James Harden is still searching for the NBA superteam of his dreams

On Thursday, James Harden notified the Philadelphia 76ers that he’d be foregoing free agency and picking up the $35.6 million player option on his contract for the 2023-2024 season instead. But he wasn’t doing so because he wanted to remain in Philadelphia. He informed the Sixers, according to a source familiar with the events, that he wanted to be traded. 

Why he’s asked out of Philadelphia is unclear. For more than two years now, Harden’s stated motives have been a contradictory mess. 

First, he forced the Rockets to trade him in the middle of the 2020-2021 season. Then, on the day a deal was finalized with the Brooklyn Nets he told the team’s top decision-makers, “I’m going to want to come back to you guys” according to multiple people familiar with the conversation. He’d only asked out, he had said, because he felt the team “needed a reset.” He was right. The Rockets’ title window had closed, but much of that was because he had coerced them into a number of dismal deals, most notably swapping Chris Paul for Russell Westbrook. It didn’t matter. He wanted the Nets and the Nets wanted him. 

Less than a year later, history repeated itself. Harden had grown frustrated with life in Brooklyn: not being the center of the offense, Steve Nash’s coaching, the way Kevin Durant held the type of organizational power Harden once held in Houston, Kyrie Irving missing games due to his refusal to get vaccinated. He started loafing and pushing for another trade — this time he had his eyes on the Sixers. It didn’t matter that one year earlier, after being asked by Rockets owner Tillman Fertitta on the morning of the trade deadline which of the two teams he preferred, Harden had said the Nets. 

In Philadelphia, Harden ran into similar problems. Once again, he wasn’t the center of everything.

“I’m getting traded to a situation where everything was geared toward Joel, everything was Joel, Joel, Joel,” Harden said of his first year with the Sixers during a wide-ranging interview with FOX Sports in October. “Which I get, that’s how they were playing the entire year, and so I was trying to fit in. It was never, like, ‘Here, you’re James Harden, this is how we want you to run the show.’ That’s the kind of role I was playing.”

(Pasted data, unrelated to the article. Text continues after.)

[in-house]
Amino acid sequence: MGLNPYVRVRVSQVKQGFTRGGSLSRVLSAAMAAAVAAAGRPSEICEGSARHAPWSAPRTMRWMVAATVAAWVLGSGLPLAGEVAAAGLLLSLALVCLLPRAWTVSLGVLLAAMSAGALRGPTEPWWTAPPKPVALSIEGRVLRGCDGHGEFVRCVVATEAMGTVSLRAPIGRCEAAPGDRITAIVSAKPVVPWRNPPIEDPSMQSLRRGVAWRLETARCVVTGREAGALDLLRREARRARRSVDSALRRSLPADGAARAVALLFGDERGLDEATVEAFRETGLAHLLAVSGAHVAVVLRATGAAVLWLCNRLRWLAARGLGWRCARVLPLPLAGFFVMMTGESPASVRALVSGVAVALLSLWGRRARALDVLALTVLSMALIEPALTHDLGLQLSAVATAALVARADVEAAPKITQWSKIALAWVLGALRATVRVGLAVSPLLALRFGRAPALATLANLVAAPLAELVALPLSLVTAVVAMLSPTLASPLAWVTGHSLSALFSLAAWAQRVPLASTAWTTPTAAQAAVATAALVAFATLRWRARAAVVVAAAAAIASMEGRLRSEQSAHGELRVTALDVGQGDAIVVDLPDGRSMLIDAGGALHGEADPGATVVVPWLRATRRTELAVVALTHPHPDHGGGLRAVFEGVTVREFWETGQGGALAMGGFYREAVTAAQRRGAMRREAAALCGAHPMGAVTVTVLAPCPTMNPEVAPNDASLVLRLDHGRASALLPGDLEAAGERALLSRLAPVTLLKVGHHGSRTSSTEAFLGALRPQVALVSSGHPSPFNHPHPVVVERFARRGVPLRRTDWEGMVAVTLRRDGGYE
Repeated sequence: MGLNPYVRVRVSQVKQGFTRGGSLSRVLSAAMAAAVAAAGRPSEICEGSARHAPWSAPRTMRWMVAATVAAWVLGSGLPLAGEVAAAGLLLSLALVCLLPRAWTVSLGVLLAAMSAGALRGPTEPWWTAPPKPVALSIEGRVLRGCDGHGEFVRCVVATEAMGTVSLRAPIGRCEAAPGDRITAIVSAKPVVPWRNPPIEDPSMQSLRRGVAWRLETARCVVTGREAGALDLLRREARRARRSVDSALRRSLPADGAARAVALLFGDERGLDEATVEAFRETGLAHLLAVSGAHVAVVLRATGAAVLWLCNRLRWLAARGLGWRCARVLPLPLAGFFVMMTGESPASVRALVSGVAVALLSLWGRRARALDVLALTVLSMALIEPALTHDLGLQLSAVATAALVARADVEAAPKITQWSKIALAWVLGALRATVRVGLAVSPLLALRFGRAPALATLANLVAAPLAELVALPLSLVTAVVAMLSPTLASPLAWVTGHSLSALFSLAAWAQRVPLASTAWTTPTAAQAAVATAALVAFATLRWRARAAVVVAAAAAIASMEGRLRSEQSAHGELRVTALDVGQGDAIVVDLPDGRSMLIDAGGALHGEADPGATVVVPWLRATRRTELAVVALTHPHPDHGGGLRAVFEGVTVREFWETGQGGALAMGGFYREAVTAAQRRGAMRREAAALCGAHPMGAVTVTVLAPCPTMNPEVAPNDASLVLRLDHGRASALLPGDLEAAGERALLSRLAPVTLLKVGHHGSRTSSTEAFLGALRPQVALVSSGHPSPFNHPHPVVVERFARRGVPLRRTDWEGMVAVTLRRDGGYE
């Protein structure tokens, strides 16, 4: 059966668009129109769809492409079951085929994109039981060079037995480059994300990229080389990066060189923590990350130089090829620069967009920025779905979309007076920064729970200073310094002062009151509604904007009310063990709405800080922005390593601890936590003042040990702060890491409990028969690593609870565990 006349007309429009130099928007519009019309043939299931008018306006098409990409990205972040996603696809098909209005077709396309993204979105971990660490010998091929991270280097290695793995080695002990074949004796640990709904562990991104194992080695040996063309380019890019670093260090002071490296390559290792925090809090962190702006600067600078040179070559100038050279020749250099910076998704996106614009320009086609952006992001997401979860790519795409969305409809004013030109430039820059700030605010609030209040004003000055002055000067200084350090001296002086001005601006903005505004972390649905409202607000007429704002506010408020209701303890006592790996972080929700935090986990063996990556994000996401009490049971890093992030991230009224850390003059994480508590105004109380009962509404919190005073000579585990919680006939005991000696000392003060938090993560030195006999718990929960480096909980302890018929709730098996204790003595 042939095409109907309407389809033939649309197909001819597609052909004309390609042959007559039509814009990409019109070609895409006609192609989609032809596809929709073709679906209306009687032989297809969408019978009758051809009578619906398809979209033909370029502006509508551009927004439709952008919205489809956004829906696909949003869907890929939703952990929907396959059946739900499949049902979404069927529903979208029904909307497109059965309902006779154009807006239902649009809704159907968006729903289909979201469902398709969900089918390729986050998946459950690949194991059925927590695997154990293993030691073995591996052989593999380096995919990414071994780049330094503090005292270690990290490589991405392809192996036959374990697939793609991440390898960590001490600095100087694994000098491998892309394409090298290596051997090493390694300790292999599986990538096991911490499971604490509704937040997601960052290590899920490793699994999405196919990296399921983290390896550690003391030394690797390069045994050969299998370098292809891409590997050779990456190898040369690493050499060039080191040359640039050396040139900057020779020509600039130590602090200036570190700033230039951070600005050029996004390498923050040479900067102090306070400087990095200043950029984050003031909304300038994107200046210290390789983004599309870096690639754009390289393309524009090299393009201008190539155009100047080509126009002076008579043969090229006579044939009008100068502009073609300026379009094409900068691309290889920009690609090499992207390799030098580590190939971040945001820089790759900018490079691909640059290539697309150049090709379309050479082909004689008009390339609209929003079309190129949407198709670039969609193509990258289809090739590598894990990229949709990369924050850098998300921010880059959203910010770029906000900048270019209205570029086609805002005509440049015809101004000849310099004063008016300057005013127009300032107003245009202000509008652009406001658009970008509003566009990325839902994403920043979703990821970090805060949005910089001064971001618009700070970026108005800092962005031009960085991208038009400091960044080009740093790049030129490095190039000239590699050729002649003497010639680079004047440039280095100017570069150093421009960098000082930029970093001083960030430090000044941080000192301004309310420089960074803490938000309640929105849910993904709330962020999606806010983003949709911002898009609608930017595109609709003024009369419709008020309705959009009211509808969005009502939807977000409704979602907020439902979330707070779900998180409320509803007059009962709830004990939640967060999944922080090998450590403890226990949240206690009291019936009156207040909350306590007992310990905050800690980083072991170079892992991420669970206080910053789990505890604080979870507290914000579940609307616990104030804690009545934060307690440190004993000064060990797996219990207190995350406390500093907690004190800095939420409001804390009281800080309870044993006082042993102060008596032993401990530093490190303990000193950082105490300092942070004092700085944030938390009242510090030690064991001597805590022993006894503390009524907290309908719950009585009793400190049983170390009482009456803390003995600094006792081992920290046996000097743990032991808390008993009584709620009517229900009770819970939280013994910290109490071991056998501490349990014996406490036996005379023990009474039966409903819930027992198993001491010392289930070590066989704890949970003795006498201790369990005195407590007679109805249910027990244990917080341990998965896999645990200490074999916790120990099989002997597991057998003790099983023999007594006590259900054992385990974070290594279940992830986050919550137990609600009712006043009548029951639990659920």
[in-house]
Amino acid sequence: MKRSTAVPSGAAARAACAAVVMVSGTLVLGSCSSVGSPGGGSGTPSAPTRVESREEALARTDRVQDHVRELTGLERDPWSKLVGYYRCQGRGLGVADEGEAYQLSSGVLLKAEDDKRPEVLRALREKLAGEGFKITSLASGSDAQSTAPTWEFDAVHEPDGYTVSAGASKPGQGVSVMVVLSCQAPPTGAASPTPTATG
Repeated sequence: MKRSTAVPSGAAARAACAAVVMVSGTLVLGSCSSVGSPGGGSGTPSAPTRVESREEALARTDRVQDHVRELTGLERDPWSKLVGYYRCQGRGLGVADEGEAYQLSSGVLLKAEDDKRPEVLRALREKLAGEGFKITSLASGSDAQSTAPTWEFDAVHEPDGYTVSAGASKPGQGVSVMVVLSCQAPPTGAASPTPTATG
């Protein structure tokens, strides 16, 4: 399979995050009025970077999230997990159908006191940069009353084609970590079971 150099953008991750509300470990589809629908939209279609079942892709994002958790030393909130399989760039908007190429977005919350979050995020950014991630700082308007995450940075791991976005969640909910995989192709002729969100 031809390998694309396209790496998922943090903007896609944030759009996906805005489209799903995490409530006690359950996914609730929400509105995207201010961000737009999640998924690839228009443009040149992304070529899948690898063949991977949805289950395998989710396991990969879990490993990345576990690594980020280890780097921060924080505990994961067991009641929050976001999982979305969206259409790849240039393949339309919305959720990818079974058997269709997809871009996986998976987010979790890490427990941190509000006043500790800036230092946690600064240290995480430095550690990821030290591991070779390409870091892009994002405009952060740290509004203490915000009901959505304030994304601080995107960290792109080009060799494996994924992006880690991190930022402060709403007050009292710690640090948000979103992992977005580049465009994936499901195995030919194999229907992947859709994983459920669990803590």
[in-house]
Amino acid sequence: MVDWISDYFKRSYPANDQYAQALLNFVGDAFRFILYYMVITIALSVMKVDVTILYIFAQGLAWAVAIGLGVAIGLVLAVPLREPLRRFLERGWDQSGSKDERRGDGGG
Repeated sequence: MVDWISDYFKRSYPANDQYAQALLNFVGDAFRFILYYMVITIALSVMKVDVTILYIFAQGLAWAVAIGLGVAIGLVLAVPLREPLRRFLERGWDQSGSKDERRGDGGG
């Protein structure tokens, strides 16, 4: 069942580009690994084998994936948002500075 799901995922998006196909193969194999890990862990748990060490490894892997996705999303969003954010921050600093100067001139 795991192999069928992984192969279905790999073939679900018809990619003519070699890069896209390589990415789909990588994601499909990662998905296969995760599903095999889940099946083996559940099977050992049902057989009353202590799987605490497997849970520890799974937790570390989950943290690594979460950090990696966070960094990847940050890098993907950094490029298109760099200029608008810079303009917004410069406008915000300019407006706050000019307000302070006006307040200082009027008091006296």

He had taken a $15 million pay cut to return to the team, declining his $47.3 million option and instead signing a two-year, $68 million deal, with the second year being a player option. He’d done so, he had said, so that the Sixers could bolster their roster; that extra cap space was used to sign P.J. Tucker. Harden, it seemed, was indeed prioritizing winning.

But you could tell he was struggling with what that meant. In May, after completing a first round sweep of the Brooklyn Nets, Harden shared with reporters his approach to the season. “I told myself this year, that it’s just, I’m all big on sacrifice. Whether it’s the money or my role, just letting everything go and just sacrificing — and then seeing what it gives me,” he said. 

Harden had spent the year, according to friends, considering a Houston reunion. He wasn’t two-timing the Sixers, suiting up for one team while laying the groundwork to play for another. It was just that the pull which Houston had on him — it’s where his family lives and where he’s most comfortable — was hard to ignore. 

But the Rockets, it seems, have cooled on the idea. They have the cap space — nearly $61 million in room this offseason, the most in the NBA — but over the past few months, their executives have made clear to people throughout the league that they weren’t sold on the idea of a Harden return. They’ve also indicated to agents this off-season that they have no intention of offering contracts that extend longer than two seasons.